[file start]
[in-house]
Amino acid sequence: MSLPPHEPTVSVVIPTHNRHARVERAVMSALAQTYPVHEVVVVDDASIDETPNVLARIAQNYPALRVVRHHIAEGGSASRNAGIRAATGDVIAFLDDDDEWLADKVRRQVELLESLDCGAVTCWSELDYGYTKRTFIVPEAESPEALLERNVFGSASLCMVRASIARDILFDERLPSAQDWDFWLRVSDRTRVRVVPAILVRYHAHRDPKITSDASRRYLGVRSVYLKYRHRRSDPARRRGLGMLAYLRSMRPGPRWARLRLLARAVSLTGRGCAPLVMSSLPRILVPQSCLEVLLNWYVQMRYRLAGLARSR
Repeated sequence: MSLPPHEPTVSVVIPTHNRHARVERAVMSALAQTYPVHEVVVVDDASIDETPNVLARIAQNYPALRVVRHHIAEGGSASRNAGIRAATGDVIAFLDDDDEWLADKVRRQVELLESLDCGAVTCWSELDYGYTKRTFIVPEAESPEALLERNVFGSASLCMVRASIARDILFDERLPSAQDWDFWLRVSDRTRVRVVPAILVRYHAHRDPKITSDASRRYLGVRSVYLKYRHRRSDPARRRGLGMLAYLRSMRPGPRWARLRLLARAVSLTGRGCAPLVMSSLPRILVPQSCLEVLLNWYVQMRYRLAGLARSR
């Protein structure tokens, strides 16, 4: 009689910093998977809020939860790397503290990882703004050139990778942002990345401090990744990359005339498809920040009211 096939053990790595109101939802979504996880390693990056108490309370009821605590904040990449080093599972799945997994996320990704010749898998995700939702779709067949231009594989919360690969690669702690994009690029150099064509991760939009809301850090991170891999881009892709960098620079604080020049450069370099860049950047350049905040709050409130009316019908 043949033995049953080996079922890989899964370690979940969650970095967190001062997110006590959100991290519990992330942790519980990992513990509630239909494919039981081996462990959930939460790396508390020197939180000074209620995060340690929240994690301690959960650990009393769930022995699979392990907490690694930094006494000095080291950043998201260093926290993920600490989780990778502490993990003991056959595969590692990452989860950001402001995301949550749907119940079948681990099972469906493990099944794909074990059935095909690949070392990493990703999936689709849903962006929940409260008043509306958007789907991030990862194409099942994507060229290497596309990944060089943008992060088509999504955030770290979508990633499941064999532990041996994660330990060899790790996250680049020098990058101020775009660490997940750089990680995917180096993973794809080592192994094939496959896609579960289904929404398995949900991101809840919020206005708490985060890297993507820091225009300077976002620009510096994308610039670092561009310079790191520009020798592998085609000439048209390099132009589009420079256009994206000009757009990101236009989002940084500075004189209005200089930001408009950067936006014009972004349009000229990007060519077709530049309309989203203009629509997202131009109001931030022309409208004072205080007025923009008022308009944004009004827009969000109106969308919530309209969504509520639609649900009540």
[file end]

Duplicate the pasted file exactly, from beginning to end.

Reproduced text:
[in-house]
Amino acid sequence: MSLPPHEPTVSVVIPTHNRHARVERAVMSALAQTYPVHEVVVVDDASIDETPNVLARIAQNYPALRVVRHHIAEGGSASRNAGIRAATGDVIAFLDDDDEWLADKVRRQVELLESLDCGAVTCWSELDYGYTKRTFIVPEAESPEALLERNVFGSASLCMVRASIARDILFDERLPSAQDWDFWLRVSDRTRVRVVPAILVRYHAHRDPKITSDASRRYLGVRSVYLKYRHRRSDPARRRGLGMLAYLRSMRPGPRWARLRLLARAVSLTGRGCAPLVMSSLPRILVPQSCLEVLLNWYVQMRYRLAGLARSR
Repeated sequence: MSLPPHEPTVSVVIPTHNRHARVERAVMSALAQTYPVHEVVVVDDASIDETPNVLARIAQNYPALRVVRHHIAEGGSASRNAGIRAATGDVIAFLDDDDEWLADKVRRQVELLESLDCGAVTCWSELDYGYTKRTFIVPEAESPEALLERNVFGSASLCMVRASIARDILFDERLPSAQDWDFWLRVSDRTRVRVVPAILVRYHAHRDPKITSDASRRYLGVRSVYLKYRHRRSDPARRRGLGMLAYLRSMRPGPRWARLRLLARAVSLTGRGCAPLVMSSLPRILVPQSCLEVLLNWYVQMRYRLAGLARSR
């Protein structure tokens, strides 16, 4: 009689910093998977809020939860790397503290990882703004050139990778942002990345401090990744990359005339498809920040009211 096939053990790595109101939802979504996880390693990056108490309370009821605590904040990449080093599972799945997994996320990704010749898998995700939702779709067949231009594989919360690969690669702690994009690029150099064509991760939009809301850090991170891999881009892709960098620079604080020049450069370099860049950047350049905040709050409130009316019908 043949033995049953080996079922890989899964370690979940969650970095967190001062997110006590959100991290519990992330942790519980990992513990509630239909494919039981081996462990959930939460790396508390020197939180000074209620995060340690929240994690301690959960650990009393769930022995699979392990907490690694930094006494000095080291950043998201260093926290993920600490989780990778502490993990003991056959595969590692990452989860950001402001995301949550749907119940079948681990099972469906493990099944794909074990059935095909690949070392990493990703999936689709849903962006929940409260008043509306958007789907991030990862194409099942994507060229290497596309990944060089943008992060088509999504955030770290979508990633499941064999532990041996994660330990060899790790996250680049020098990058101020775009660490997940750089990680995917180096993973794809080592192994094939496959896609579960289904929404398995949900991101809840919020206005708490985060890297993507820091225009300077976002620009510096994308610039670092561009310079790191520009020798592998085609000439048209390099132009589009420079256009994206000009757009990101236009989002940084500075004189209005200089930001408009950067936006014009972004349009000229990007060519077709530049309309989203203009629509997202131009109001931030022309409208004072205080007025923009008022308009944004009004827009969000109106969308919530309209969504509520639609649900009540």